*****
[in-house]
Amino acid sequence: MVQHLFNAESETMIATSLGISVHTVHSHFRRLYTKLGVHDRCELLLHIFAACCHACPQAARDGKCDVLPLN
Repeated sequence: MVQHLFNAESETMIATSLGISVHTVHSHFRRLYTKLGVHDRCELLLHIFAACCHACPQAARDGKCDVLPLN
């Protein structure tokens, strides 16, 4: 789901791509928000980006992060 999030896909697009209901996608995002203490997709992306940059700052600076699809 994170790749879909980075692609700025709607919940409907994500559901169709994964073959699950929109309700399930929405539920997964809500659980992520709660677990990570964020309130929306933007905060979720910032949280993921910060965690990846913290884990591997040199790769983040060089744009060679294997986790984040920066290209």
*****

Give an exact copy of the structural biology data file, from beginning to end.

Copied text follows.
[in-house]
Amino acid sequence: MVQHLFNAESETMIATSLGISVHTVHSHFRRLYTKLGVHDRCELLLHIFAACCHACPQAARDGKCDVLPLN
Repeated sequence: MVQHLFNAESETMIATSLGISVHTVHSHFRRLYTKLGVHDRCELLLHIFAACCHACPQAARDGKCDVLPLN
């Protein structure tokens, strides 16, 4: 789901791509928000980006992060 999030896909697009209901996608995002203490997709992306940059700052600076699809 994170790749879909980075692609700025709607919940409907994500559901169709994964073959699950929109309700399930929405539920997964809500659980992520709660677990990570964020309130929306933007905060979720910032949280993921910060965690990846913290884990591997040199790769983040060089744009060679294997986790984040920066290209």